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News

Gay Dads Told One Must Identify as 'Mother' to Enroll in Daycare

The Israeli gay dads told one must identify as mother — like a "normal couple" — in order to receive financial assistance for daycare.

Israeli dads Guy Sadak Shoham and Chai Aviv Shoham were trying to enroll their two-year-old twins in daycare when they were told by a government official that one would need to identify as the "mother" in order to be cleared.

According to Out Magazine, the couple was attempting to apply for financial aid to help pay for the costs of preschool when a government bureaucrat called them to discuss their eligibility.

"I understand that you are both fathers and understand that you both run a shared household, but there is always the one who is more dominant, who is more the mother," the government said, according to an interview on the Israel site Ynet (translated by Out Magazine). "I am just asking for a written statement in your hand which of you is the mother. From the point of view of the work, which works less than the father. Like a normal couple."

The official, apparently, said she was beholden to rules set for in the Ministry of Economy.

"It is mostly sad and a little disturbing," one of the dads told Ynet. "These are concepts that we consider the past. We do not necessarily come up with allegations against this representative, she is ultimately subject to the guidelines and as she said, they are the state. It is also sad that the state's definition of a mother is someone who works less and is at home with the children, and that we must choose which of us meets that definition."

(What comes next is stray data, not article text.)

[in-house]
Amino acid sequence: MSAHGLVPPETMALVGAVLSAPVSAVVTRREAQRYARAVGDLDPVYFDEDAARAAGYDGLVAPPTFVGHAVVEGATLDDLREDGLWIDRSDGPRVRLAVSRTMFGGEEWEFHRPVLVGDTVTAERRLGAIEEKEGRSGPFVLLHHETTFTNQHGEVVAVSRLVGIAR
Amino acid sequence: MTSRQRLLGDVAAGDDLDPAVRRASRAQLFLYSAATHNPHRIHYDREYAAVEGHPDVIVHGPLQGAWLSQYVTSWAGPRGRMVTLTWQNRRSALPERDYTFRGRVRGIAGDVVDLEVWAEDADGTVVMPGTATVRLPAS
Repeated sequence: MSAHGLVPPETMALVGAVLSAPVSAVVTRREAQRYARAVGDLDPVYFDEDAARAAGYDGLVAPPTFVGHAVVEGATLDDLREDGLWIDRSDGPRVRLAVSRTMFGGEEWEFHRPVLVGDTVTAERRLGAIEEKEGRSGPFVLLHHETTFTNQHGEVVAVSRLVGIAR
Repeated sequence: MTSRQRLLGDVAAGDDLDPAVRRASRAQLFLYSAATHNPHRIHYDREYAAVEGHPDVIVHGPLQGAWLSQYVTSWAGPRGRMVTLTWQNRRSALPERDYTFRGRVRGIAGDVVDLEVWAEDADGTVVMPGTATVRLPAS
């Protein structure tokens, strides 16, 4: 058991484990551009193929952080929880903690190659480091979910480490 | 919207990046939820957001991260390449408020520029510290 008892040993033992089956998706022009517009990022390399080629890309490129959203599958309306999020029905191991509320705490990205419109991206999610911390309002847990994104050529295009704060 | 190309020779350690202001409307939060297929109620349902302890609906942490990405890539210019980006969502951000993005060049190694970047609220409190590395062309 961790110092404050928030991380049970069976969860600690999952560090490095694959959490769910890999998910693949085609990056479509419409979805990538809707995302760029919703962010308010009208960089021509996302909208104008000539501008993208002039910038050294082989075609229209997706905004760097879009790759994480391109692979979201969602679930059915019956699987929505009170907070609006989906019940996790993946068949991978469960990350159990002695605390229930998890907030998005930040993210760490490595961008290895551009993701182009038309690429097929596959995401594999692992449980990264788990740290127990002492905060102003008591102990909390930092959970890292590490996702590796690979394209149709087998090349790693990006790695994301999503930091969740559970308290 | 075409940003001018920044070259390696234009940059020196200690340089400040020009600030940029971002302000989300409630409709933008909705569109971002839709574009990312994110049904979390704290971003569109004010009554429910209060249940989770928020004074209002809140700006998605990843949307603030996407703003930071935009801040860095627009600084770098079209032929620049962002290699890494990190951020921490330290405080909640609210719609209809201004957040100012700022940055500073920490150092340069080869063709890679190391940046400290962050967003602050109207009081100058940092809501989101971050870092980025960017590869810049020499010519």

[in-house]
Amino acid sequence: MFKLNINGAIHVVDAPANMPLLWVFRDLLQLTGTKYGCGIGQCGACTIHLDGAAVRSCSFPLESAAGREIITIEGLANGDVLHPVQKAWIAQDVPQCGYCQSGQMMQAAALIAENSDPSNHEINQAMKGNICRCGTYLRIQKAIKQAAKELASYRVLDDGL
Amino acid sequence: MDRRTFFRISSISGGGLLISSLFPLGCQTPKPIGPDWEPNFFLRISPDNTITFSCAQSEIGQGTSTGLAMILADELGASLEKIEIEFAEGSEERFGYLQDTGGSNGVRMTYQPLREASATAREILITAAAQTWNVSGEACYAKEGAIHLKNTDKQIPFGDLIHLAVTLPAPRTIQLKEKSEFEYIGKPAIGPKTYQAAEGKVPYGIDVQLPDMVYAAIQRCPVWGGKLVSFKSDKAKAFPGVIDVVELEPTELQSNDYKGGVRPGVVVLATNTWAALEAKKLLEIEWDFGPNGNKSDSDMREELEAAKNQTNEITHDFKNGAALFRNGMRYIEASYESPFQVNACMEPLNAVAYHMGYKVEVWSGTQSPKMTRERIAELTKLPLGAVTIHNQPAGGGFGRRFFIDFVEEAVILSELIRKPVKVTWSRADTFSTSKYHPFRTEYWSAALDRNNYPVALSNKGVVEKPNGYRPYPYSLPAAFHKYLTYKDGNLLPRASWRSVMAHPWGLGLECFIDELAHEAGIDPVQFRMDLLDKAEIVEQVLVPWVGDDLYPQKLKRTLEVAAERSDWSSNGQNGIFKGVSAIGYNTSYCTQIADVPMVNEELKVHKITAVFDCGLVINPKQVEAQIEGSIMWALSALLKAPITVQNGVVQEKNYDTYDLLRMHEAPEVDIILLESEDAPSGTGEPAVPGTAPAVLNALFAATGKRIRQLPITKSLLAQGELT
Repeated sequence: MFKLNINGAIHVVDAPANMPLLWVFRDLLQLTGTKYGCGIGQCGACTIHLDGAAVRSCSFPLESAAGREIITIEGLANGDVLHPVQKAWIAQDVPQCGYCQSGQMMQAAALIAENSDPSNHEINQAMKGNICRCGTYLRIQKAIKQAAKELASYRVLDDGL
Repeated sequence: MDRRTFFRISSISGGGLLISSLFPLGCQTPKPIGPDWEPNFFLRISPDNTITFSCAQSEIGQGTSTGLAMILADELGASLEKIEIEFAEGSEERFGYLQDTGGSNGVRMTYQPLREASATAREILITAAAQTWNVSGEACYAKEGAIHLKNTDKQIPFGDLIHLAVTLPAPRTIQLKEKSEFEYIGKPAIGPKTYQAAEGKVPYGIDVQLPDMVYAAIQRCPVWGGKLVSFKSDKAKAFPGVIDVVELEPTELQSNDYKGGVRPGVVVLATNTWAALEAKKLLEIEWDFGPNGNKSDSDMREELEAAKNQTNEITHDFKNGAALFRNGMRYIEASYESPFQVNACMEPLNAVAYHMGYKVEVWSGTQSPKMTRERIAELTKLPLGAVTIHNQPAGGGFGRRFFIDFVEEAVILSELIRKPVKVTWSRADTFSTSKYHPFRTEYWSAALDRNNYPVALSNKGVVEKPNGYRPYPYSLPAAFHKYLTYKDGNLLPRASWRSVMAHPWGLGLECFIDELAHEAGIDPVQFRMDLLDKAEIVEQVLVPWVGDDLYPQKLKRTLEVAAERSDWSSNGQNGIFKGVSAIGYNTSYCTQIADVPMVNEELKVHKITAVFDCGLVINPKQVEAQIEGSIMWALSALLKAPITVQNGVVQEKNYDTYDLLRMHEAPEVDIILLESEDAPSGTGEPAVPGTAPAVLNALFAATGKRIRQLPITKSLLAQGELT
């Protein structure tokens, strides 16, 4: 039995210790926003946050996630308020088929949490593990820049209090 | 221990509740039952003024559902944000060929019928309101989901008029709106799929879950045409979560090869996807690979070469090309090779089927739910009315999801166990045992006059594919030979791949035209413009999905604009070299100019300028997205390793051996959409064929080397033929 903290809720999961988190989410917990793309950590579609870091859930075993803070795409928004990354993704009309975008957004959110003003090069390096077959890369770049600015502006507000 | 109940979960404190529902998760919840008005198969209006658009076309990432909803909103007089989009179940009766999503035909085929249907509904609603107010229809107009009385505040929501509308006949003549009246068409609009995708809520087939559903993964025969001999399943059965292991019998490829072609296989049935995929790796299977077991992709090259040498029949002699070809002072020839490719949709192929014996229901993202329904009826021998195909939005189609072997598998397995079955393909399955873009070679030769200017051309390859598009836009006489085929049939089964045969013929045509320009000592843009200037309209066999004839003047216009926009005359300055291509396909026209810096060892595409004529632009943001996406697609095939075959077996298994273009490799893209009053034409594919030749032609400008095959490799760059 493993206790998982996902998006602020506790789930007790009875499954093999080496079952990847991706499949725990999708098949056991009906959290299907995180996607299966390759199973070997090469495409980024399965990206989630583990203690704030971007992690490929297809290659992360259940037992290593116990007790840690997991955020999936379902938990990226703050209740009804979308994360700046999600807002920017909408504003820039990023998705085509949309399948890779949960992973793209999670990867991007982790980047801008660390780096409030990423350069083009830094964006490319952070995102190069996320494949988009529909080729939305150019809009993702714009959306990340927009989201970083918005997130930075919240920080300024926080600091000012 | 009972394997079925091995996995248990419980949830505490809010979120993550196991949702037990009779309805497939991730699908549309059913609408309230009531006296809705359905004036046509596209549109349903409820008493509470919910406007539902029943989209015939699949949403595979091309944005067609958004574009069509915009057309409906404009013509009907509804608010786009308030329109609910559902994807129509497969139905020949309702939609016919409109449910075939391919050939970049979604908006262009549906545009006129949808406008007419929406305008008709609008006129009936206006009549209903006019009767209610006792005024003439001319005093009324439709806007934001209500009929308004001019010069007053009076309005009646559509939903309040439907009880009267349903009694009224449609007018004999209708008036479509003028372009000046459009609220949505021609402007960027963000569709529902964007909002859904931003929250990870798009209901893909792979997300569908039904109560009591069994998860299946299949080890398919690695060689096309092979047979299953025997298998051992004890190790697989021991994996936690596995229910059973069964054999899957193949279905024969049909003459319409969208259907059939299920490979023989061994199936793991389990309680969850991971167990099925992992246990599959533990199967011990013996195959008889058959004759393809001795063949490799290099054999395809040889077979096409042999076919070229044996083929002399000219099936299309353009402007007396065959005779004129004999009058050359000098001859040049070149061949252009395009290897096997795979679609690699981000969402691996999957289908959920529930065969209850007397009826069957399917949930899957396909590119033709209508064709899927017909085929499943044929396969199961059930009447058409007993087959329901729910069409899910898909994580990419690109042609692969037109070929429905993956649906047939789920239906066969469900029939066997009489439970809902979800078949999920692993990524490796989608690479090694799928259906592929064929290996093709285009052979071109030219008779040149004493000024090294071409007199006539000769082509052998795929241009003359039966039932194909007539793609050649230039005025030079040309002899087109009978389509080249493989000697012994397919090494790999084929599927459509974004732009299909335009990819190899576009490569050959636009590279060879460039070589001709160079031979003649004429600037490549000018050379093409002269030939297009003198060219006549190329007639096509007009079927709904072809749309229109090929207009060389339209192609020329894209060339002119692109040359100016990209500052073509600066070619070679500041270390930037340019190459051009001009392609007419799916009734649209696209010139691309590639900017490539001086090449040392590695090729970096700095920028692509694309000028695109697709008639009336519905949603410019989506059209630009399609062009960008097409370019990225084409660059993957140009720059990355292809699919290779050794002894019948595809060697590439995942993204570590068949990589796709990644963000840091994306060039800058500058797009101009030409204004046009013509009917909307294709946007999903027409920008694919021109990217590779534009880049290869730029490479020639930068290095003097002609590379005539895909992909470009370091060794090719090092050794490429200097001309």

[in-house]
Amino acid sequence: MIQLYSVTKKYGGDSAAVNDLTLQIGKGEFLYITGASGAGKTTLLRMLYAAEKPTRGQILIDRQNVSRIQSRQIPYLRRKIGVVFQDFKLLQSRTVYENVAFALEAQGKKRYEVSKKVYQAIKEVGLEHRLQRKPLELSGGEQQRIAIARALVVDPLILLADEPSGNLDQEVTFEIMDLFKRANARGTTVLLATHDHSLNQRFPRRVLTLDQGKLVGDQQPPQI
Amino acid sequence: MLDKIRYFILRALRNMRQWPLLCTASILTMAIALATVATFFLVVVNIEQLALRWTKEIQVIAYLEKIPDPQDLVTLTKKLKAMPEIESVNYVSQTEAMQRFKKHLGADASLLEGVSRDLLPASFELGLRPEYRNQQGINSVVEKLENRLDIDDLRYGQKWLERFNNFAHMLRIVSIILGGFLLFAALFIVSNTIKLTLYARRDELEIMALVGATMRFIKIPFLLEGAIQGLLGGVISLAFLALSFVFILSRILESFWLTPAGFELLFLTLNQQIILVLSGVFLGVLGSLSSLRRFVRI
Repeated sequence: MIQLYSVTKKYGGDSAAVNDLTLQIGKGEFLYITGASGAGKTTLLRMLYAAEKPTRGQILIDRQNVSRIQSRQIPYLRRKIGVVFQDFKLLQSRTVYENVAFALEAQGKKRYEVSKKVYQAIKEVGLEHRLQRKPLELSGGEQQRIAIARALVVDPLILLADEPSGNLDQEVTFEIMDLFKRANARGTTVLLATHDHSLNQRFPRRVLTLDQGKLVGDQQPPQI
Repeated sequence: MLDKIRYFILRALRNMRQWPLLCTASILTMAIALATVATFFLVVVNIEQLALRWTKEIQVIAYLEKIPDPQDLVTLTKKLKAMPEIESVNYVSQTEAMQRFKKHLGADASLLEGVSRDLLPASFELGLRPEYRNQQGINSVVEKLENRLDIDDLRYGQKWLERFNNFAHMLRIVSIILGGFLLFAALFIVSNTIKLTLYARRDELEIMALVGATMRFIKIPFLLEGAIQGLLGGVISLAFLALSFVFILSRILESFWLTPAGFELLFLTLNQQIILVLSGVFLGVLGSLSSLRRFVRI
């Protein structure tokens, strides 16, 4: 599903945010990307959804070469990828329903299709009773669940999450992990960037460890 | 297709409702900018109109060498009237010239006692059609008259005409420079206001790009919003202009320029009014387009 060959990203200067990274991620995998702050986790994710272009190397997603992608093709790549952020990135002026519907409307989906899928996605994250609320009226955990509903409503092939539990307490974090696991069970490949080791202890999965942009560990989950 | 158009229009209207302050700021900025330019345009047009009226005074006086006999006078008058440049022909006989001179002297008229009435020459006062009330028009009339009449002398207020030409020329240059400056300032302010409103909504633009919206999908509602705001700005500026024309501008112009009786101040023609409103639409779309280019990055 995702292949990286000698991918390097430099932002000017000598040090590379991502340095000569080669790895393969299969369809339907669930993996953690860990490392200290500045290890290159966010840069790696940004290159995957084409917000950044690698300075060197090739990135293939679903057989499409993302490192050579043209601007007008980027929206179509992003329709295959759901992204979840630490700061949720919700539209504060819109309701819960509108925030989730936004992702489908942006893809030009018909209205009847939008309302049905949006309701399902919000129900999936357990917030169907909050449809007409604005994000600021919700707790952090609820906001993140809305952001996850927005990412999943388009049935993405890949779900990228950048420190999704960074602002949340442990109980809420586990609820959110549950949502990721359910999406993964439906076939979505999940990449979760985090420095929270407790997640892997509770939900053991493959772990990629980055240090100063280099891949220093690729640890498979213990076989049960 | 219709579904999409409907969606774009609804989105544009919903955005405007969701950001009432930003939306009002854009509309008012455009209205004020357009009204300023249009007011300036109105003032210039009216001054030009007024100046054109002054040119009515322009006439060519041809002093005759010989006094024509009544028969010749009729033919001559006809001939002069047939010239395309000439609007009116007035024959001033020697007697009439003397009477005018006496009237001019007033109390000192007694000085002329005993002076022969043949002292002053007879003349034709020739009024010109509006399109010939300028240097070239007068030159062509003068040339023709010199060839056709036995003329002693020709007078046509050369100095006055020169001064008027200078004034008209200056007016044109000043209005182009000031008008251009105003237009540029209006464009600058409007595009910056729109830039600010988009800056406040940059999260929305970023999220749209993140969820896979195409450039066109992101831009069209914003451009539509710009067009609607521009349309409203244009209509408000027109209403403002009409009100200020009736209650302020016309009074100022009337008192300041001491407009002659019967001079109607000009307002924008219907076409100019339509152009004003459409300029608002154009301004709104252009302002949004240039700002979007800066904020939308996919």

The Ministry of Labor and Social Affairs, fortunately, issued an apology following the incident, and promised to update its protocols. "We will emphasize that the Ministry of Labor and Social Affairs practices explicitly treat all types of families and grant equal rights to all," the ministry wrote in a statement, an apology that was called "insufficient" by Ohad Hizki, the director-general of the National LGBT Task Force.

"The Ministry of Labor and Welfare must sharpen its procedures immediately to prevent recurrence of cases of this kind, as other public organizations have been able to do," he said.

Read more about this story on Out Magazine.

Gay Dad Life

Top 10 Reasons You Should Date a Gay Dad

Jay Turner lays out the top 10 reasons you should consider dating a single gay dad

We're gay dads. Many of us were married to women, and for various reasons we eventually found ourselves single and looking for companionship from another man. Life is a little more complicated for us because we have kids. But that shouldn't deter you from seeking a relationship with a gay dad. In fact, there are many reasons why we make better partners than men without children. We are generally more mature, responsible, and emotionally available. We are also better communicators.

Here are the top ten reasons why you should date a gay dad:

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Change the World

'Homosexuality is Wrong' Utah Teacher Tells Boy Who Gave Thanks for His Two Adoptive Dads

The substitute teacher went on to say two men living together is "sinful." She was fired shortly after.